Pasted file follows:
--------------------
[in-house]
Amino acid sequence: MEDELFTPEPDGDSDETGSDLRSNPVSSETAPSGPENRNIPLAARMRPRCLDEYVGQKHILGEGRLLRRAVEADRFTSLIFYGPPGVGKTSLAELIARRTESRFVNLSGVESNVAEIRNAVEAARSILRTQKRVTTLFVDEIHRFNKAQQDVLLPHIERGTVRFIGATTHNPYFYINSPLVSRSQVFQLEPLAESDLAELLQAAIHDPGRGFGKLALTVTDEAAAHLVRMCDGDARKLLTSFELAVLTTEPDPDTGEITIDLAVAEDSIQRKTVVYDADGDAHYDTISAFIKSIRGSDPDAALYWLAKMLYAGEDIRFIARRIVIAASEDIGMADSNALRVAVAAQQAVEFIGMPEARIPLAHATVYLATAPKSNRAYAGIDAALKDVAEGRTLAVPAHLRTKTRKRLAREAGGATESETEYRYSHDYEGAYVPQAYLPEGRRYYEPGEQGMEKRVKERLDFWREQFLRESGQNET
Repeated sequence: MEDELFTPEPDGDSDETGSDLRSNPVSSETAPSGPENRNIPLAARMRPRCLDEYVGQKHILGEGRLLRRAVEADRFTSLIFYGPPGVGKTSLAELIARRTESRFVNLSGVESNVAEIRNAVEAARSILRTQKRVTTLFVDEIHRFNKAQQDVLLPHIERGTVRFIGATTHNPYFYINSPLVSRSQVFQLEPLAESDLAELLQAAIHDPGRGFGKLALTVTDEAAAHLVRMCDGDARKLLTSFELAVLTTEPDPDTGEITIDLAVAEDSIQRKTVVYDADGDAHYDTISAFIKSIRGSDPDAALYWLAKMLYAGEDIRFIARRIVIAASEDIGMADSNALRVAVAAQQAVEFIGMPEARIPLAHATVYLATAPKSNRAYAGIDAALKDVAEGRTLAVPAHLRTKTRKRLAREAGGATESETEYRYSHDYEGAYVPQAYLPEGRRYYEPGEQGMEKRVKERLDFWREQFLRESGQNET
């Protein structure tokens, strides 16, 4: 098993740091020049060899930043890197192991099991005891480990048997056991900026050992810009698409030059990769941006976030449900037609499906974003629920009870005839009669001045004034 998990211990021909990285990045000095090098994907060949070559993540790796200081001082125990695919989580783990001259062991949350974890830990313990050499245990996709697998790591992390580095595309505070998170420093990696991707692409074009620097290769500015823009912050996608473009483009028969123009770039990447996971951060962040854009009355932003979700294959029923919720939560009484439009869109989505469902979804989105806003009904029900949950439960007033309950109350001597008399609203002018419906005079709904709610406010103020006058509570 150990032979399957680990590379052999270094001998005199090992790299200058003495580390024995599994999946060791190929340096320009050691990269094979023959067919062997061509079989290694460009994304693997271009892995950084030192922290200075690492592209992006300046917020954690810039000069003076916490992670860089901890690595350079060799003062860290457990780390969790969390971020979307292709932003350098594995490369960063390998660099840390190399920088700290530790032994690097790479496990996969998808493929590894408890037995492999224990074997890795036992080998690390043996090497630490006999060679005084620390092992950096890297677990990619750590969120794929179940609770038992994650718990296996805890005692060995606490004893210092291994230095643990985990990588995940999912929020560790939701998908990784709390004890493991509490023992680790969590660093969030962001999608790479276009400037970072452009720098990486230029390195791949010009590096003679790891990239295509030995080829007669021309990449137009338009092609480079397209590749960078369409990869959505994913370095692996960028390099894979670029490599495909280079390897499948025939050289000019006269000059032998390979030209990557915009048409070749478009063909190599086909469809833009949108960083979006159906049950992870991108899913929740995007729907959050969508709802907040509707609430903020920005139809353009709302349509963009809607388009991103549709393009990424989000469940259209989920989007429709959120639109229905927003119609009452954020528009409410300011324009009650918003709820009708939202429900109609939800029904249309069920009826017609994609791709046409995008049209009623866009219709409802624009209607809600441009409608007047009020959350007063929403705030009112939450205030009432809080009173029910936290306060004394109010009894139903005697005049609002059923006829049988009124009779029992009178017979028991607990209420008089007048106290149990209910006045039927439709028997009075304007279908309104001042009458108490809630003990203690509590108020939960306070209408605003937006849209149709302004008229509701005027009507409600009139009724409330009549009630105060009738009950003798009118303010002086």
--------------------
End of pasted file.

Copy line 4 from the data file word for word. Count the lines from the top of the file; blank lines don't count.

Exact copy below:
């Protein structure tokens, strides 16, 4: 098993740091020049060899930043890197192991099991005891480990048997056991900026050992810009698409030059990769941006976030449900037609499906974003629920009870005839009669001045004034 998990211990021909990285990045000095090098994907060949070559993540790796200081001082125990695919989580783990001259062991949350974890830990313990050499245990996709697998790591992390580095595309505070998170420093990696991707692409074009620097290769500015823009912050996608473009483009028969123009770039990447996971951060962040854009009355932003979700294959029923919720939560009484439009869109989505469902979804989105806003009904029900949950439960007033309950109350001597008399609203002018419906005079709904709610406010103020006058509570 150990032979399957680990590379052999270094001998005199090992790299200058003495580390024995599994999946060791190929340096320009050691990269094979023959067919062997061509079989290694460009994304693997271009892995950084030192922290200075690492592209992006300046917020954690810039000069003076916490992670860089901890690595350079060799003062860290457990780390969790969390971020979307292709932003350098594995490369960063390998660099840390190399920088700290530790032994690097790479496990996969998808493929590894408890037995492999224990074997890795036992080998690390043996090497630490006999060679005084620390092992950096890297677990990619750590969120794929179940609770038992994650718990296996805890005692060995606490004893210092291994230095643990985990990588995940999912929020560790939701998908990784709390004890493991509490023992680790969590660093969030962001999608790479276009400037970072452009720098990486230029390195791949010009590096003679790891990239295509030995080829007669021309990449137009338009092609480079397209590749960078369409990869959505994913370095692996960028390099894979670029490599495909280079390897499948025939050289000019006269000059032998390979030209990557915009048409070749478009063909190599086909469809833009949108960083979006159906049950992870991108899913929740995007729907959050969508709802907040509707609430903020920005139809353009709302349509963009809607388009991103549709393009990424989000469940259209989920989007429709959120639109229905927003119609009452954020528009409410300011324009009650918003709820009708939202429900109609939800029904249309069920009826017609994609791709046409995008049209009623866009219709409802624009209607809600441009409608007047009020959350007063929403705030009112939450205030009432809080009173029910936290306060004394109010009894139903005697005049609002059923006829049988009124009779029992009178017979028991607990209420008089007048106290149990209910006045039927439709028997009075304007279908309104001042009458108490809630003990203690509590108020939960306070209408605003937006849209149709302004008229509701005027009507409600009139009724409330009549009630105060009738009950003798009118303010002086």